did any body know how to cross include head files?

Discussion in 'C++' started by George Zhou, Jul 10, 2003.

  1. George Zhou

    George Zhou Guest

    Such as in a.h, I need put #include "b.h", while in b.h, I need put #include
    "a.h", but it does not work! Any alternative way to do it?
    George Zhou, Jul 10, 2003
    #1
    1. Advertising

  2. "George Zhou" <> wrote in message
    news:bekhjm$qaj$...
    > Such as in a.h, I need put #include "b.h", while in b.h, I need put

    #include
    > "a.h", but it does not work! Any alternative way to do it?
    >


    Include guards.

    #ifndef A_H
    #define A_H

    // this is a.h

    #endif

    #ifndef B_H
    #define B_H

    // this is b.h

    #endif

    Might not be what you need, but its the answer to your question.

    john
    John Harrison, Jul 10, 2003
    #2
    1. Advertising

  3. George Zhou

    MiniDisc_2k2 Guest

    "George Zhou" <> wrote in message
    news:bekhjm$qaj$...
    > Such as in a.h, I need put #include "b.h", while in b.h, I need put

    #include
    > "a.h", but it does not work! Any alternative way to do it?
    >
    >
    >


    I've had this problem before. Something like this:

    // a.h
    #include "b.h"
    class A
    {
    public:
    A();
    A(B& data);
    int var;
    };


    // b.h
    #include "a.h"
    class B
    {
    public:
    B();
    B(A& data);
    int var;
    };

    As you can see, both classes need each other's files. You cannot do this,
    either you'll be using an endless loop or you'll be smart and use what John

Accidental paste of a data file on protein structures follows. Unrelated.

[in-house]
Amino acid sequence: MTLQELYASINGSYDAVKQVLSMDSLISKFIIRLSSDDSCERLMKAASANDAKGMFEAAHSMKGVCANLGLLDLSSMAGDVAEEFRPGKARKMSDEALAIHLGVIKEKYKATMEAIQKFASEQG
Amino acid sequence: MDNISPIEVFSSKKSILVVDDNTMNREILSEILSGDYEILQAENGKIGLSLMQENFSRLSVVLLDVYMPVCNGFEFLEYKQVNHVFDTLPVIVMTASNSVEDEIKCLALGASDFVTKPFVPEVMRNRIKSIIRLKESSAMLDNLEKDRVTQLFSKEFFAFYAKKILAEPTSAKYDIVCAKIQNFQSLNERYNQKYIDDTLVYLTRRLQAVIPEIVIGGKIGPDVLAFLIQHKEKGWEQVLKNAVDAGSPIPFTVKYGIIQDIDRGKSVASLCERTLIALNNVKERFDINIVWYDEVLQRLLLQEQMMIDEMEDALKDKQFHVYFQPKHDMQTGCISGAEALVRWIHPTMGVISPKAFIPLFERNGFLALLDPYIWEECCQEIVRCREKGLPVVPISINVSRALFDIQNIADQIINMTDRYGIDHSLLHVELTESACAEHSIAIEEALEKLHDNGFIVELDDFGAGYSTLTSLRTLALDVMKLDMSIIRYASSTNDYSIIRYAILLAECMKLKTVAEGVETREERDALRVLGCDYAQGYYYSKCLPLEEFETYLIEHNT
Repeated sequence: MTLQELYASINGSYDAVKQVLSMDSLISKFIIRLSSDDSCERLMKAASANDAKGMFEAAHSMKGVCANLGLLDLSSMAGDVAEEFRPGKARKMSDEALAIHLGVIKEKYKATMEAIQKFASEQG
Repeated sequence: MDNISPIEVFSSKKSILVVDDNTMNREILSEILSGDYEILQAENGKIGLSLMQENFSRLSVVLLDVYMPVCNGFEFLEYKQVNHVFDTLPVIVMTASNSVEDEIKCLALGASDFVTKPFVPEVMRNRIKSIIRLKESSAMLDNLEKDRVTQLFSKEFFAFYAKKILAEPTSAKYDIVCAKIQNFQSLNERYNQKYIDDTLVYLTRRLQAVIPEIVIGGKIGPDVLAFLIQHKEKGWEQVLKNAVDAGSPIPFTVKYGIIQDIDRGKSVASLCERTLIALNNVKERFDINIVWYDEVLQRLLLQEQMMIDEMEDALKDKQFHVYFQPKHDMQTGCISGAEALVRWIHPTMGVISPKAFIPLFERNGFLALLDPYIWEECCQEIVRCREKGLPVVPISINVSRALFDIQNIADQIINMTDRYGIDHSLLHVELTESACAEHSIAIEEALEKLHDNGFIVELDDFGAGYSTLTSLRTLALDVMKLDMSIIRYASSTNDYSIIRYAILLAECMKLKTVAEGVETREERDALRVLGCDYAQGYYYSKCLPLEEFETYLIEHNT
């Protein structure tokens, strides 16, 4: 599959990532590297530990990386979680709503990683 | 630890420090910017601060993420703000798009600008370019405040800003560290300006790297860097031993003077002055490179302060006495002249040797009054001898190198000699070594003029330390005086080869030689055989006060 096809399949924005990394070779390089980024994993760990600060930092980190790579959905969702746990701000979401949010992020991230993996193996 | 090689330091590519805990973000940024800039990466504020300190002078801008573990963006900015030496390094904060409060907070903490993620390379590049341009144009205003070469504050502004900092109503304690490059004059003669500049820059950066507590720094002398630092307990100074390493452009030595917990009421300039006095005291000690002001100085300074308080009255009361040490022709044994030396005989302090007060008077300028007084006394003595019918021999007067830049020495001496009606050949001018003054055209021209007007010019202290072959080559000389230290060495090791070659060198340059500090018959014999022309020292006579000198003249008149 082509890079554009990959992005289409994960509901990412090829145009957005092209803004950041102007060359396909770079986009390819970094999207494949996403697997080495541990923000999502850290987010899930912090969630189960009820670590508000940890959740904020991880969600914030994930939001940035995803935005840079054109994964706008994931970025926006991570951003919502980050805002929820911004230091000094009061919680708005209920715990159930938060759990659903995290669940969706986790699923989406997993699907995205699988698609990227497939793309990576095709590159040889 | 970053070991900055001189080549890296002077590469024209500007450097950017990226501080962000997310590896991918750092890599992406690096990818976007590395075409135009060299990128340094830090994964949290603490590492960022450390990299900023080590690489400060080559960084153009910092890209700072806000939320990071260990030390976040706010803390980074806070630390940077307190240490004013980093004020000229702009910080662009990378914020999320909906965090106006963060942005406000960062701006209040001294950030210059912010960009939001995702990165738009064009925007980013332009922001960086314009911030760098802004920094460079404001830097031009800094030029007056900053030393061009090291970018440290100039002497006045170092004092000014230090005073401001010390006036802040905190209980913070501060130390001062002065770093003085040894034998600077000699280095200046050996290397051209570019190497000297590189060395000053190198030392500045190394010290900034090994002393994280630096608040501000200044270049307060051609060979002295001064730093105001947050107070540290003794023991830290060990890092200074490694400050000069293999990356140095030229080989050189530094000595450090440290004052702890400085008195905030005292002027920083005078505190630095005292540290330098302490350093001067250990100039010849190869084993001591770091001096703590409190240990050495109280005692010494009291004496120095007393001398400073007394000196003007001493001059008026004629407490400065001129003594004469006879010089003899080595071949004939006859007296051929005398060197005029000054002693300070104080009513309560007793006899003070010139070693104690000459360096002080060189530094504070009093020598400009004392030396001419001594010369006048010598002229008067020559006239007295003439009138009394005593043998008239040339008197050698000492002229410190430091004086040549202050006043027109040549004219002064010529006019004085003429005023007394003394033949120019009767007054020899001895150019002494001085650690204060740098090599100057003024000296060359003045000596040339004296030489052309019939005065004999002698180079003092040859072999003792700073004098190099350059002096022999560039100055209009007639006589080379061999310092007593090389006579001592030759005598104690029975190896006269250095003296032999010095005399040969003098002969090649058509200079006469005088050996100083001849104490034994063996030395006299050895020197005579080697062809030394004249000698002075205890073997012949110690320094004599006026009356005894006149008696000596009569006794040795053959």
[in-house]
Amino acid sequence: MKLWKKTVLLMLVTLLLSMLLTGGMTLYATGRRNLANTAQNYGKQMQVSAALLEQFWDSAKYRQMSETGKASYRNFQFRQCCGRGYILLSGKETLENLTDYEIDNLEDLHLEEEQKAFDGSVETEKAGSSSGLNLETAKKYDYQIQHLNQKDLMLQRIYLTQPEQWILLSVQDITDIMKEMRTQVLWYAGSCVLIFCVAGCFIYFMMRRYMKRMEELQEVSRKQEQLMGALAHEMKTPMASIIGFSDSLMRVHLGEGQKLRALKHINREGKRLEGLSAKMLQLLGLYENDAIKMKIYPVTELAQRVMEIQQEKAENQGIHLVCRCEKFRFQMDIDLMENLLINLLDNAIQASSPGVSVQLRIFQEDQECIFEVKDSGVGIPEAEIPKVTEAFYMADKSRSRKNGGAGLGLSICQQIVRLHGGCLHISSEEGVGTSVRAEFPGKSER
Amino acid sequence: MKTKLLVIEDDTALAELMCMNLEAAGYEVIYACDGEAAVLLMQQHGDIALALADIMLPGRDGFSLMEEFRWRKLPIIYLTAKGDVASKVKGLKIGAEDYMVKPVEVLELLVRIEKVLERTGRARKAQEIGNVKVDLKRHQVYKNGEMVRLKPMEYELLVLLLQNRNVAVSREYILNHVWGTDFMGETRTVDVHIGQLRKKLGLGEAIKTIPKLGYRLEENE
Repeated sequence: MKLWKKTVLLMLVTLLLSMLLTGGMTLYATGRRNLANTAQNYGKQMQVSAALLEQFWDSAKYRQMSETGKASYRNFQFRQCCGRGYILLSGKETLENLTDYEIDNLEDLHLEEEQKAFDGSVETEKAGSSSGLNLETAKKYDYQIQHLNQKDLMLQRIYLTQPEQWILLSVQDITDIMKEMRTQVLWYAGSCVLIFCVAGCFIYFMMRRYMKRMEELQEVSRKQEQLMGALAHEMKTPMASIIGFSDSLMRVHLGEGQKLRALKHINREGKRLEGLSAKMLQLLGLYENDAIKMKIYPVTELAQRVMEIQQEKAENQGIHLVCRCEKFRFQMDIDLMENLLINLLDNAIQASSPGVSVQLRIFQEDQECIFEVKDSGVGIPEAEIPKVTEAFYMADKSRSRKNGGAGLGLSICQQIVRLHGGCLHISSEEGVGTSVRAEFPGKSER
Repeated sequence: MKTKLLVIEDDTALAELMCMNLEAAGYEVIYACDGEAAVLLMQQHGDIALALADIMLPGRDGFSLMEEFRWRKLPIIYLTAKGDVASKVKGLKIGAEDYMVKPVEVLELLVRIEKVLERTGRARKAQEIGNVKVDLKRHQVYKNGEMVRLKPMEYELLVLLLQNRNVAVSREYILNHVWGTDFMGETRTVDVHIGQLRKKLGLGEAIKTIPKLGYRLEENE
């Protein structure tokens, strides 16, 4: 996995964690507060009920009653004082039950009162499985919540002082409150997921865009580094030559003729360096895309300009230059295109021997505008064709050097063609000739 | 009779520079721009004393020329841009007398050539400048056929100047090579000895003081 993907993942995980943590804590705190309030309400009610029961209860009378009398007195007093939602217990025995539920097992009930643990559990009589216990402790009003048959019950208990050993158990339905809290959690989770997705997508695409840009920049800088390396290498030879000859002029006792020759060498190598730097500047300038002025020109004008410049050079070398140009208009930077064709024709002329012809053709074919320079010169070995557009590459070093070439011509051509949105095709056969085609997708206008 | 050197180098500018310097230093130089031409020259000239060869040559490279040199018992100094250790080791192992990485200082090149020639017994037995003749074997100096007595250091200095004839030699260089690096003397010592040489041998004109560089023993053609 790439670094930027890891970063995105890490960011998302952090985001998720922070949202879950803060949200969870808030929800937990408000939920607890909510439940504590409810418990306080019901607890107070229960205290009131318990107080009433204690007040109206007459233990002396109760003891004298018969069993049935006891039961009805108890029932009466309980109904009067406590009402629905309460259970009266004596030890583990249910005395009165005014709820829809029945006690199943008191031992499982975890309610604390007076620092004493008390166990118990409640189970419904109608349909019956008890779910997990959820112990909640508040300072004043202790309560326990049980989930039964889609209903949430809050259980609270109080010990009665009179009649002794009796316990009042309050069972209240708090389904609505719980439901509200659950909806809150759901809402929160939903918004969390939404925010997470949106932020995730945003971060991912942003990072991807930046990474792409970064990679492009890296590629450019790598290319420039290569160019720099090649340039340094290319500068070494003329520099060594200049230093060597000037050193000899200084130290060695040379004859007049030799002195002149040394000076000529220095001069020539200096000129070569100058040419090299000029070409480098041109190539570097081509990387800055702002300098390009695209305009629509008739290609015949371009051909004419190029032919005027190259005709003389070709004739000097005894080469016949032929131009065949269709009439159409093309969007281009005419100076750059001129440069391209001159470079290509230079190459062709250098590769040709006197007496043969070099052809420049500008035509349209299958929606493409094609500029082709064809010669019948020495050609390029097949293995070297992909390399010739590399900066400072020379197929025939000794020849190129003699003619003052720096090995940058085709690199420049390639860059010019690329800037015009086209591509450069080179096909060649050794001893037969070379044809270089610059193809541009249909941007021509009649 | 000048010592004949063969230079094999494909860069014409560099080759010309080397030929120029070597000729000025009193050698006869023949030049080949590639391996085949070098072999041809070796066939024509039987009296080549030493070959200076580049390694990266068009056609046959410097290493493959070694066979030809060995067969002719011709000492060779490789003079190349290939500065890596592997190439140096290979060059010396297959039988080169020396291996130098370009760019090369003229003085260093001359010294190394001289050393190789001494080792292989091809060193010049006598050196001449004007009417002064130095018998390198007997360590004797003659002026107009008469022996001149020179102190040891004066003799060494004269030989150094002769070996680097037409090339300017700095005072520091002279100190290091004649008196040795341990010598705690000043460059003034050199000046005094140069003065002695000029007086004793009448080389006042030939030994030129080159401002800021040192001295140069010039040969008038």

told you to do. Either way, however, one of the files isn't going to have
    access to the other's data. So what you need to do is declare, but not
    define the information:

    // a.h
    class B; // declaration

    class A
    {
    public:
    A();
    A(B& data);
    int var;
    };

    // b.h
    #include "a.h"

    class B
    {
    public:
    B();
    B(A& data);
    int var;
    };

    This will work. I always put a

    #pragma once

    in my header files, but not all compilers support that. They function
    exactly the same way as what John told you to do, it's just less coding.
    It's a good idea, it'll protect you from including files more than once (and
    then getting a billion redefinition errors).

    --
    MiniDisc_2k2
    To reply, replace nospam.com with cox dot net.
    MiniDisc_2k2, Jul 11, 2003
    #3
    1. Advertising

Want to reply to this thread or ask your own question?

It takes just 2 minutes to sign up (and it's free!). Just click the sign up button to choose a username and then you can ask your own questions on the forum.
Similar Threads
  1. Brian W
    Replies:
    10
    Views:
    757
    Brian W
    Jul 2, 2003
  2. showme

    PHP and ASP.NET go HEAD to HEAD

    showme, Jul 8, 2004, in forum: ASP .Net
    Replies:
    13
    Views:
    712
    Sherif ElMetainy
    Jul 10, 2004
  3. Karl
    Replies:
    0
    Views:
    386
  4. Jiho Han

    Write into <HEAD></HEAD> section?

    Jiho Han, Jan 14, 2004, in forum: ASP .Net Building Controls
    Replies:
    6
    Views:
    223
    Sam Fields
    Jan 16, 2004
  5. Andries

    I know, I know, I don't know

    Andries, Apr 23, 2004, in forum: Perl Misc
    Replies:
    3
    Views:
    222
    Gregory Toomey
    Apr 23, 2004
Loading...

Share This Page